Walking east towards the sea and the harbour quickly turned to industry. I stopped and watched one boat being loaded with what looked like coal by a crane with a Clam Shell Bucket. It looked like a very slow process and I wondered why they were not using some sort of belt.

The town (south) side of the harbour got quieter too and my expectations of finding somewhere nice to have lunch were beginning to erode, There were no more shops either.

At the end of the harbour there was a breakwater crowned with a lighthouse to stop ships running in to it. I was half tempted to walk out along it but only half as I was not sure that the view back would be worth walking all the way out to the end and then back again.

Looking the way there was a long sandy beach that looked strangely deserted given the warm weather. I am sure that Weymouth beach would have been much busier than this on an equivalent day.

I walked along the beach, south, a little way before heading to the line of buildings on the right of the picture. I was hoping to find a restaurant there. Not only did I find one but it was good and busy. It felt rather weird after an hour or so with seeing hardly anybody to suddenly find so many people all in one place and lively people too.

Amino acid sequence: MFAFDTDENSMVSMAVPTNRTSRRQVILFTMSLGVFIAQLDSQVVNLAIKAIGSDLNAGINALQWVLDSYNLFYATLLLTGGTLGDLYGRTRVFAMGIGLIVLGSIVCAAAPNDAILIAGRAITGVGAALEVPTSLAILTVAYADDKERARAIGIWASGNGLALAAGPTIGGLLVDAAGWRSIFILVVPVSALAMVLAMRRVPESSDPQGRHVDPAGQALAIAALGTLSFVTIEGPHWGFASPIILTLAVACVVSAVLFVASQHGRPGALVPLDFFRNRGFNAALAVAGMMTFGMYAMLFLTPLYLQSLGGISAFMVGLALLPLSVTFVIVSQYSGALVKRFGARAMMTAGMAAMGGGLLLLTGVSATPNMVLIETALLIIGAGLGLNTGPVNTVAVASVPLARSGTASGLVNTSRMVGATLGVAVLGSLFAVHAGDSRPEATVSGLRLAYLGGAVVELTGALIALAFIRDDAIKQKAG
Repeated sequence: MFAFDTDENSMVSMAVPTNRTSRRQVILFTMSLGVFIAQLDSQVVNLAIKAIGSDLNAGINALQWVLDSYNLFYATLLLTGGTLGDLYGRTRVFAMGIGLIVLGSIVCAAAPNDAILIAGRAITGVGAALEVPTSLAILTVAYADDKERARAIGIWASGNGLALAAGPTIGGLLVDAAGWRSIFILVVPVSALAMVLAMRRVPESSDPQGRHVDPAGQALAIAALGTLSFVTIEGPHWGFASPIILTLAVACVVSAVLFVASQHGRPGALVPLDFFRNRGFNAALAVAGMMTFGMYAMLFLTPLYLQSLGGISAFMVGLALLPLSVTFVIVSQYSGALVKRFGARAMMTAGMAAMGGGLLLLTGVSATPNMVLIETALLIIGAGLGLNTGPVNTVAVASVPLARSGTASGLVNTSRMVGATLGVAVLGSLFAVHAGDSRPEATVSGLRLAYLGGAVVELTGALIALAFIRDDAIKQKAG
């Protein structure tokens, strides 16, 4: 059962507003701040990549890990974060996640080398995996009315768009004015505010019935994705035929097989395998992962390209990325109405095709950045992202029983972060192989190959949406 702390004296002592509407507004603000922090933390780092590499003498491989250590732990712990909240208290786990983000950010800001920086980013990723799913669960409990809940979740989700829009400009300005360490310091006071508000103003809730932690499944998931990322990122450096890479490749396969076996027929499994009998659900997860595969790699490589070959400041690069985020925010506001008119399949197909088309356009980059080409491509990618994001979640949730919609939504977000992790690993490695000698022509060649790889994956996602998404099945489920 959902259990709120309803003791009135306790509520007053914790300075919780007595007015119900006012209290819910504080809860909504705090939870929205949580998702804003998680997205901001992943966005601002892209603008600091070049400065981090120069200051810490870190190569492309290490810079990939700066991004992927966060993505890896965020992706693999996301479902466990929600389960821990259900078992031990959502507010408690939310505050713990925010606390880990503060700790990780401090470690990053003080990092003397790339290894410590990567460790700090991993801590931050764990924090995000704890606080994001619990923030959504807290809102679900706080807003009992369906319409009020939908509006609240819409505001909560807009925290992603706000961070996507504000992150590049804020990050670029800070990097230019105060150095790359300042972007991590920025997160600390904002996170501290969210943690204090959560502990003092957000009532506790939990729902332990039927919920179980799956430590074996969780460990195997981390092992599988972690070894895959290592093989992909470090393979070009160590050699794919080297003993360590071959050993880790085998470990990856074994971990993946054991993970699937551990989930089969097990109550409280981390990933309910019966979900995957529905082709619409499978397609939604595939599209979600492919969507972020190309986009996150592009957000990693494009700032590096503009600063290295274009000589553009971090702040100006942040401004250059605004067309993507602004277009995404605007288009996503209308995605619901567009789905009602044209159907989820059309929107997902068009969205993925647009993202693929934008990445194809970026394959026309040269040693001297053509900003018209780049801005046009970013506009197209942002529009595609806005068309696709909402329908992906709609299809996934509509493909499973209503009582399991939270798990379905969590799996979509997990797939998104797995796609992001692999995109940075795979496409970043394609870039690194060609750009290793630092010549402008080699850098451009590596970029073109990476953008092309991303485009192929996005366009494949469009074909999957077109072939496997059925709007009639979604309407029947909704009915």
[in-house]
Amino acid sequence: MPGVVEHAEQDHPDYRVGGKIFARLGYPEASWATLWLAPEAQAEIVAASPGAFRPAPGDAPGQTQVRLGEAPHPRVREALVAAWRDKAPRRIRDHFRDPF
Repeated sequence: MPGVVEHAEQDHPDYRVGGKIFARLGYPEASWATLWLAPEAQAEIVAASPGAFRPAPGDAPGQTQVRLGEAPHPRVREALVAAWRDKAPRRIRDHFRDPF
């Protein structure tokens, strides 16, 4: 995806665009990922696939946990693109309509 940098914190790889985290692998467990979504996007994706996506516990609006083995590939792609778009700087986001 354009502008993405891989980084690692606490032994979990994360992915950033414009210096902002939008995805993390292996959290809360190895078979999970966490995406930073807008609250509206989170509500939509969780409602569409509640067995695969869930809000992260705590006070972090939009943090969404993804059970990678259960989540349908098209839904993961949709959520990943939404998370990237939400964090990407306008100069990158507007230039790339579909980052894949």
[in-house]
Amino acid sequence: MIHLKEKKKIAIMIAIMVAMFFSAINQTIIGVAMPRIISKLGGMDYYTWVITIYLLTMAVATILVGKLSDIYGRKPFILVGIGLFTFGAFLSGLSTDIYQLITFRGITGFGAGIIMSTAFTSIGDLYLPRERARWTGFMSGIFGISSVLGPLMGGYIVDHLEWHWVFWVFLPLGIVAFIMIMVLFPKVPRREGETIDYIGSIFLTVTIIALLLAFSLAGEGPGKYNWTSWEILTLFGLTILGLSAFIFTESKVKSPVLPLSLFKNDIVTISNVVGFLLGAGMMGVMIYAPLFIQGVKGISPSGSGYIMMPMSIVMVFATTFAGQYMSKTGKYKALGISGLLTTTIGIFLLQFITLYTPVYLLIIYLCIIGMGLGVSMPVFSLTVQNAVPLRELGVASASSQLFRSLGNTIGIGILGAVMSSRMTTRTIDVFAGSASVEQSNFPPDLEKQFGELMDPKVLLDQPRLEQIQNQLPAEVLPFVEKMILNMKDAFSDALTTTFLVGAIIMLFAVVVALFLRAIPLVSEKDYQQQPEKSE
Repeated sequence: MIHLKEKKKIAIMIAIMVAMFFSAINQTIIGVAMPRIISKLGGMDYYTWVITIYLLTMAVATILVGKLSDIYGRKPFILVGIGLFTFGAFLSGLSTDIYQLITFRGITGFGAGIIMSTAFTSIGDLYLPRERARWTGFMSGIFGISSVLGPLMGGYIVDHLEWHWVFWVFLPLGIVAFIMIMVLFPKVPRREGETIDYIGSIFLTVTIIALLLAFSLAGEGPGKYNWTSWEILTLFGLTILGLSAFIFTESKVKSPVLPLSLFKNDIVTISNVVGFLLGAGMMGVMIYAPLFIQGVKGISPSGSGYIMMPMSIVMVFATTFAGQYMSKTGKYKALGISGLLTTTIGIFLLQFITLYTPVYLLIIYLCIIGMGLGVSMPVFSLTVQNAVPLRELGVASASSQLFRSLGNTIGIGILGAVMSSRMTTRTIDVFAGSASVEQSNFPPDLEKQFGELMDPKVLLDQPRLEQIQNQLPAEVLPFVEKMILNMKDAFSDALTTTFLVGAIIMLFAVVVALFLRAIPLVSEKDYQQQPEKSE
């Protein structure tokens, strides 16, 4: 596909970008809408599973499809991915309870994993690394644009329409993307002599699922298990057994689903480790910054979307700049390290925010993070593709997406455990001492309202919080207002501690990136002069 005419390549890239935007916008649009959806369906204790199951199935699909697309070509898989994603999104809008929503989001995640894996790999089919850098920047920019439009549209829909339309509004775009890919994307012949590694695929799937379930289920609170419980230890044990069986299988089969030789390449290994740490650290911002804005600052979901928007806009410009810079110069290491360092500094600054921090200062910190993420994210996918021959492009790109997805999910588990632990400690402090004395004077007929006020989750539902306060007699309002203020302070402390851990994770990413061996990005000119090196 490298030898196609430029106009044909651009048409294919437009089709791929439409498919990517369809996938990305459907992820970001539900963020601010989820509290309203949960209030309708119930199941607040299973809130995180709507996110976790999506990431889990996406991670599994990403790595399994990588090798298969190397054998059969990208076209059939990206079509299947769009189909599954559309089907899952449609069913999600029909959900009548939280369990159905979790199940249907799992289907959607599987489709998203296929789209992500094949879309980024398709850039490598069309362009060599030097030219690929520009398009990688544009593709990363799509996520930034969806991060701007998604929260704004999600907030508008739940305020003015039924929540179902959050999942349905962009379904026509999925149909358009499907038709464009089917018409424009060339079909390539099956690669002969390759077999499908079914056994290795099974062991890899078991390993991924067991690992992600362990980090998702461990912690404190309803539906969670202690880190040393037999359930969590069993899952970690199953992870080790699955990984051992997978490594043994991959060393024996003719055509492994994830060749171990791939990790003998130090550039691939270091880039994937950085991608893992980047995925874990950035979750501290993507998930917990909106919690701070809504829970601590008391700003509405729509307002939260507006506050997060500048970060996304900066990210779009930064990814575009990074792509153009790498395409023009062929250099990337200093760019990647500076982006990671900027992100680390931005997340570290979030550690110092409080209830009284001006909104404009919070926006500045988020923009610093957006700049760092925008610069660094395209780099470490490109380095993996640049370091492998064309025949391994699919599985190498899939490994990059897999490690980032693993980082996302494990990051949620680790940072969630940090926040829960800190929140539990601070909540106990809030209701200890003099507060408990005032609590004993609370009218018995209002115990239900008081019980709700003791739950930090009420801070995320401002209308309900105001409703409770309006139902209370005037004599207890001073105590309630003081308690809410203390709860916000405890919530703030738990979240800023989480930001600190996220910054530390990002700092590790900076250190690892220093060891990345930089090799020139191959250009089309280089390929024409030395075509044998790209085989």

Judging by their familiarity with the staff I guessed that all the other people in the restaurant were all locals. They were certainly more interested in their food than in the view which enabled me to claim on of the seats outside facing the beach.

I had a relaxing light lunch with a drink and consulted my map. Port-la-Nouvelle was almost exactly rectangular and I has walked all along one of the long sides (north) and most of the way down a short side (east). That meant that the only sensible option open to me was to head west back towards the town centre.

The south-east quarter of Port-la-Nouvelle seemed to be devoted to holiday homes, though some were clearly occupied in October. These houses were arranged in strangely curved roads that seemed devoid of names so it was easy to get lost. Which I did more than once.

Helping me to get my bearings again were two artificial lakes that it was hard to miss, though I almost did. The lakeside properties looked nice enough though out of season the area was disturbingly quiet.